The Supreme Court, confronting the role of religion in the United States, Monday agreed to decide whether a city may erect religious displays during the holiday season and whether a state may deny unemployment benefits to a Christian who refuses to work on Sundays.
The two cases, among 20 the court accepted on the first day of its fall term, give the justices a chance to begin reshaping the law on religion and its role in public life. The First Amendment forbids the “establishment of religion” by government but also protects the “free exercise” of religion by individuals.
Conservatives have complained for decades that the high court, interpreting the “establishment clause” too strictly, has virtually expunged all signs of religion from schools and other government buildings.
At the same time, they protest that the court has given more protection to minority religions such as Jehovah’s Witnesses and Seventh-day Adventists than to mainstream Christians and Jews.
With the two new cases accepted Monday, the court could change direction in both areas.
One case centers on a Nativity scene depicting the birth of Jesus that has been displayed since 1981 in the Pittsburgh City Hall during the Christmas season. A block away, an 18-foot menorah stands outside an Allegheny County office building during the celebration of Hanukkah.
In 1986, the American Civil Liberties Union filed suits against the city and county, contending that their religious displays violated the ban on the “establishment” of religion by government.
On a 2-1 vote, a panel of the U.S. 3rd Circuit Court of Appeals agreed. By prominently displaying the Nativity scene and the menorah in public buildings, the appeals court said in March, the city and county “tacitly endorsed Christianity and Judaism.”
The appeals court acknowledged a Supreme Court decision four years ago upholding the display of a Nativity scene in a Pawtucket, R.I., park. But while the religious display in Rhode Island was only a small part of a larger Christmas scene with reindeer and a decorated tree, the appeals court noted, the religious displays in Pittsburgh stood alone.
The city, the county and a Jewish organization called Chabad filed appeals with the Supreme Court, and on Monday the justices said they would hear the cases as one (County of Allegheny vs. ACLU, 87-2050).
The court also agreed to hear the appeal of an Illinois man who was denied state unemployment benefits because he refused to work on Sundays. William Frazee, who was working as a temporary for Kelly Services, turned down a job that included Sunday work.
“It’s just against my faith” to work on Sunday, he told a state hearing officer when he applied for unemployment aid. “I’m a Christian.”
In 1963, Frazee argued, the Supreme Court ruled that a Seventh-day Adventist could not be denied unemployment benefits for having refused to work on Saturday, her Sabbath day. And in 1981, the justices said that a Jehovah’s Witness could not be denied benefits when he quit a job in a munitions plant.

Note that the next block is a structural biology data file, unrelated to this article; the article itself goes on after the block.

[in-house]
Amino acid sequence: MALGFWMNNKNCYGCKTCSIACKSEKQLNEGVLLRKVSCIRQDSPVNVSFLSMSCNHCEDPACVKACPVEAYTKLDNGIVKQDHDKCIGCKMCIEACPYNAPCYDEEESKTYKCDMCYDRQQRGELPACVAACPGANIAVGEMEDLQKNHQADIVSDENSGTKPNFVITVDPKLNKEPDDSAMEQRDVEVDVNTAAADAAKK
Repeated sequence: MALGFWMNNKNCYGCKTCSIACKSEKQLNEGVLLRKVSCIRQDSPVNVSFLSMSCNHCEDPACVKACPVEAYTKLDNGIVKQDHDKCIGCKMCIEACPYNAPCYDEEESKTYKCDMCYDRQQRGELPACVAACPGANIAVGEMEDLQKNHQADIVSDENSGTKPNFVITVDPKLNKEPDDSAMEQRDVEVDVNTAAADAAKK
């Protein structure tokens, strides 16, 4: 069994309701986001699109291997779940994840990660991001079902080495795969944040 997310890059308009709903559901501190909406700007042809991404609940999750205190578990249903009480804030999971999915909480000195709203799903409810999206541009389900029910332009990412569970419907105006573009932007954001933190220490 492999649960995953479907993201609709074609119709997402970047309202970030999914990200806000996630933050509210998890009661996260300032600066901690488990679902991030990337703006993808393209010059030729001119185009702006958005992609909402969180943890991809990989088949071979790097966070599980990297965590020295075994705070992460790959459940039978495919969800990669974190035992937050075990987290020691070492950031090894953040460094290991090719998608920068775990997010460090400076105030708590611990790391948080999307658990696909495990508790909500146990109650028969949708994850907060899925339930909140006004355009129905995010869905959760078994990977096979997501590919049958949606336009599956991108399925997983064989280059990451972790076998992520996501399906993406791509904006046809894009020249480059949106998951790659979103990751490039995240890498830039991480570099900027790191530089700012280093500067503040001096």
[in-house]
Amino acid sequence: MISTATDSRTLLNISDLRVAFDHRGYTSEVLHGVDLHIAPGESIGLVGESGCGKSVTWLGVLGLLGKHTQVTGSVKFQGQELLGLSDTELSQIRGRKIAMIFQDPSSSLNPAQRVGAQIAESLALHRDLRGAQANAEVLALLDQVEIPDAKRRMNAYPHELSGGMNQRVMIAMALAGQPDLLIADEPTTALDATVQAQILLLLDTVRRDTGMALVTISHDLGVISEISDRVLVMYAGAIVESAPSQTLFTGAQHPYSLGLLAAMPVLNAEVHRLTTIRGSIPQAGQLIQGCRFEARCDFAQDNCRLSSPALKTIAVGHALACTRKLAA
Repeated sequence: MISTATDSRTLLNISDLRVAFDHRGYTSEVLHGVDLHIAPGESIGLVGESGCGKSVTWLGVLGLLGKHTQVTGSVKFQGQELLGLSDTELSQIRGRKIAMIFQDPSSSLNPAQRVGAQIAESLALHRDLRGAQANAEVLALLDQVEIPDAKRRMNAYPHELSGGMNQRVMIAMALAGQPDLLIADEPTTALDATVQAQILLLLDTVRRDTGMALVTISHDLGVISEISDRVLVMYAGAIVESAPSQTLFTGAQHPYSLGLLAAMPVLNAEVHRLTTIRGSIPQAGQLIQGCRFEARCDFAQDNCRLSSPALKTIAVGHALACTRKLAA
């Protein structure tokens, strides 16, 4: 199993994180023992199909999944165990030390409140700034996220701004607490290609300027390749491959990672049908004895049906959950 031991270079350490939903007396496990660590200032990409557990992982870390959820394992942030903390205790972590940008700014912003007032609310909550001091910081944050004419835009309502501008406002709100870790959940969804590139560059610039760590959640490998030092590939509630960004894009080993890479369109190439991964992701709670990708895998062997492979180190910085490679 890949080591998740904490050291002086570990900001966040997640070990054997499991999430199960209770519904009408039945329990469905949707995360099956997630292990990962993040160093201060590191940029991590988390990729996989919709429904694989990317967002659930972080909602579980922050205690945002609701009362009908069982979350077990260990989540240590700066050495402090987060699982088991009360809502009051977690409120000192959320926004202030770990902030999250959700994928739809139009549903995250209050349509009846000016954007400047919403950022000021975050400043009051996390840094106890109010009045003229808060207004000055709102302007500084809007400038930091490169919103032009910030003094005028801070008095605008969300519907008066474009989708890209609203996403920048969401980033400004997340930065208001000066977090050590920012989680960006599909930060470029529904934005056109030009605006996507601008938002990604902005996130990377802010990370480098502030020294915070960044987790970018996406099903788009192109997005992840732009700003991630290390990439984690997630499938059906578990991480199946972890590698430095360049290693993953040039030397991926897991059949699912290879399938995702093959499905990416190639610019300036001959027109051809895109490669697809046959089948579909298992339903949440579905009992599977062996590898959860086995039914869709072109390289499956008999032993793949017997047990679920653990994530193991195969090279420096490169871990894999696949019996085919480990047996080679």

The state ruled against Frazee, and that position was upheld by an Illinois appeals court, which concluded that he could be denied aid because his decision not to work on Sundays did not result from “a tenet or dogma of an established religious sect.” Lawyers for the Rutherford Institute, which supports conservative religious causes, appealed the case (Frazee vs. Illinois, 87-1945) to the Supreme Court.
In a third case, the high court declined to hear an appeal from members of a minority religion who refused professional medical care for their ailing child. William and Linda Barnhart of Beaver Valley, Pa., were charged with manslaughter after their 2-year-old son died of an untreated abdominal tumor.
As members of the Faith Tabernacle Church, they said that they believed solely in the healing power of prayer. Their attorney contended that the Constitution’s protection of the “free exercise” of religion forbade punishing a family “for putting their faith in God” (Barnhart vs. Pa., 87-1722).
The court also agreed to decide these questions:
--Can a company impose a drug-testing requirement on a union without bargaining? In 1987, Conrail said that it would begin regularly testing railroad workers, but an appeals court in Philadelphia said that the company could not do so without first engaging in collective bargaining.
The justices already have agreed to hear a drug-testing case in which government employees are challenging the constitutionality of federal testing and a ruling in the Conrail case (Conrail vs. Railway Labor Executives, 88-1) could determine the standards to be applied in private industry.
--Can a city license dance halls for teen-agers and limit admission to those between 14 and 18? The Dallas City Council enacted such an ordinance to protect younger teens from the “influence” of older ones, but a Texas appeals court struck it down as an infringement on the rights of those over age 18. The city appealed the case (Dallas vs. Stranglin, 87-1848) to the high court.
--Can Congress ban the mailing of newspapers that contain advertisements for privately run lotteries or list the names of lottery winners? Relying on an 1890 precedent, the Postal Service refuses to carry newspapers with such ads. A federal judge in Minnesota, responding to a challenge by newspapers in the state, upheld the government’s ban on lottery ads but struck down its ban on printing the names of winners. Both sides appealed (Minnesota Newspaper Assn. vs. Postmaster General, 87-1943; Frank vs. Minnesota Newspaper Assn., 87-1956).
--Can city officials take control of a musician’s sound system to control noise in a public park? New York City officials did just that to limit the noise coming from a band shell in Central Park, but a federal appeals court said that the city was unduly interfering with an artist’s right to control his performance (Ward vs. Rock Against Racism, 88-226).